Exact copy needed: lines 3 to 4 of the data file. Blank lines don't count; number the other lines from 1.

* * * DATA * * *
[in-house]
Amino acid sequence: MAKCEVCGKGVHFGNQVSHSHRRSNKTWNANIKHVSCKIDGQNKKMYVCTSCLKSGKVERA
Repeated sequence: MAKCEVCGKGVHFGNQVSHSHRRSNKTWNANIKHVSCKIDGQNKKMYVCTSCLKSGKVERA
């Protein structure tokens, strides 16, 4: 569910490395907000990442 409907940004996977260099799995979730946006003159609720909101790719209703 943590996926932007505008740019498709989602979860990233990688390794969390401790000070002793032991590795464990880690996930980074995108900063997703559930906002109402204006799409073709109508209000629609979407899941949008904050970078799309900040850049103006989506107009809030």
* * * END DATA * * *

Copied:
Repeated sequence: MAKCEVCGKGVHFGNQVSHSHRRSNKTWNANIKHVSCKIDGQNKKMYVCTSCLKSGKVERA
């Protein structure tokens, strides 16, 4: 569910490395907000990442 409907940004996977260099799995979730946006003159609720909101790719209703 943590996926932007505008740019498709989602979860990233990688390794969390401790000070002793032991590795464990880690996930980074995108900063997703559930906002109402204006799409073709109508209000629609979407899941949008904050970078799309900040850049103006989506107009809030």